I'm a miscreant with no clear goals, I'm 25 and post whatever catches my interests. Don't like it, well I could really care less now have a nice fucking day you fuckers.
Background Illustrations provided by: http://edison.rutgers.edu/
Ppl lead other people on because it's just a test, if you turn out to be gorgeous on the outside and annoying and bitchy on the inside then you drop em, basically it's a test to see if you're worth their time or not


This makes no fucking sense, there is absolutely no excuse what so ever to lead somebody on, you be straight up with them and say you want to get to know them better if you want to see what their personality is like? lmao, you don’t pretend to like somebody and get their hopes up just to fuck them over

Reblogged from sci-universe  2,182 notes


This colorized image is my tribute to astrophysicist Cecilia Payne (1900–1979), a woman who fought her way into science which was then strictly a world only for men. Cecilia discovered the chemical composition of stars and, in particular, that hydrogen and helium are the most abundant elements in stars and, therefore, in the universe. However, she is basically not credited at all with the discovery because of her male superiors.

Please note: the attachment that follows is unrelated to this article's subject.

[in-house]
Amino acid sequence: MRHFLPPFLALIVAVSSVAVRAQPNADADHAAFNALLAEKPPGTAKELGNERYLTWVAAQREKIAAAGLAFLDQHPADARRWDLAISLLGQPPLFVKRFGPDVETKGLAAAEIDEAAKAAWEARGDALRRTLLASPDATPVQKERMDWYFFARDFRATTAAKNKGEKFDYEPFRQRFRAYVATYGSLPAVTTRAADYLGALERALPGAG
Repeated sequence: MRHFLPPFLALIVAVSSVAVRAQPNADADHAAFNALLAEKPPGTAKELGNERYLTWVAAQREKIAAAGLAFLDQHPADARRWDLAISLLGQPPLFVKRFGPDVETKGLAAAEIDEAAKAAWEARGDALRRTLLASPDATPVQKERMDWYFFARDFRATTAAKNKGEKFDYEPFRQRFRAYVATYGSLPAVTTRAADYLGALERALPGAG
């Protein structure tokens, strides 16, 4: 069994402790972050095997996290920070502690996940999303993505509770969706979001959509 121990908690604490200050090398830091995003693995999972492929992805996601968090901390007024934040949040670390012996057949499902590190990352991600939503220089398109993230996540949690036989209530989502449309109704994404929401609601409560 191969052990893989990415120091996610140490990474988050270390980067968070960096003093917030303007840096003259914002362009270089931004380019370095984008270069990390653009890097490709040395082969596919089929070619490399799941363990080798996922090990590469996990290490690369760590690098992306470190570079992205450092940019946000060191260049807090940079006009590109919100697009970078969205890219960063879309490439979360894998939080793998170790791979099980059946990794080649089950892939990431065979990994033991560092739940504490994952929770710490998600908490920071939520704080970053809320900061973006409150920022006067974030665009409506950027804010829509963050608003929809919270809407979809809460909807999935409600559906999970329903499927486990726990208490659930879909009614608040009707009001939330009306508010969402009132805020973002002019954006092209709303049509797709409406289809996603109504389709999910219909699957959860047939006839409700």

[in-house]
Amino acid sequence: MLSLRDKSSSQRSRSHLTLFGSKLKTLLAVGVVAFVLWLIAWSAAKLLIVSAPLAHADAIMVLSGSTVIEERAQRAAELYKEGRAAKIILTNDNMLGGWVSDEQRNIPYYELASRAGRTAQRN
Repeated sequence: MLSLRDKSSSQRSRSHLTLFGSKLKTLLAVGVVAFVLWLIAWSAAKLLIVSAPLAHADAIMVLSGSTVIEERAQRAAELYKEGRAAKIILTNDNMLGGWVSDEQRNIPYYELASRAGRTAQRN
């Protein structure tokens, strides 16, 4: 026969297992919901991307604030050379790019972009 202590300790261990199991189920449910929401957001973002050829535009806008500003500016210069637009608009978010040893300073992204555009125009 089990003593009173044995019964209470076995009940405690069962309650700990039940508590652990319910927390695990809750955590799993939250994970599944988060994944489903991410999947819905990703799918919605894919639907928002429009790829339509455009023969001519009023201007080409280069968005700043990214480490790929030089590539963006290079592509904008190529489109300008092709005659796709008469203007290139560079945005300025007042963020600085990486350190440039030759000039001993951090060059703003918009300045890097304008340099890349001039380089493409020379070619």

Cecilia completed her studies at Cambridge in 1923, earning a B.A. degree in 1923. Since at that time a woman could only earn “the Title of a Degree,” she travelled to the US in 1923 to seek greater opportunities.
By the time she was awarded her PhD she had also already published six papers on stellar atmospheres, all by age 25.

Since her death in 1979, the woman who discovered what the universe is made of has not so much as received a memorial plaque. Her newspaper obituaries do not mention her greatest discovery.
Every high school student knows that Isaac Newton discovered gravity, that Charles Darwin discovered evolution, and that Albert Einstein discovered the relativity of time. But when it comes to the composition of our universe, the textbooks simply say that the most abundant atom in the universe is hydrogen. And no one ever wonders how we know.

— Jeremy Knowles, discussing the complete lack of recognition Cecilia Payne gets, even today, for her revolutionary discovery.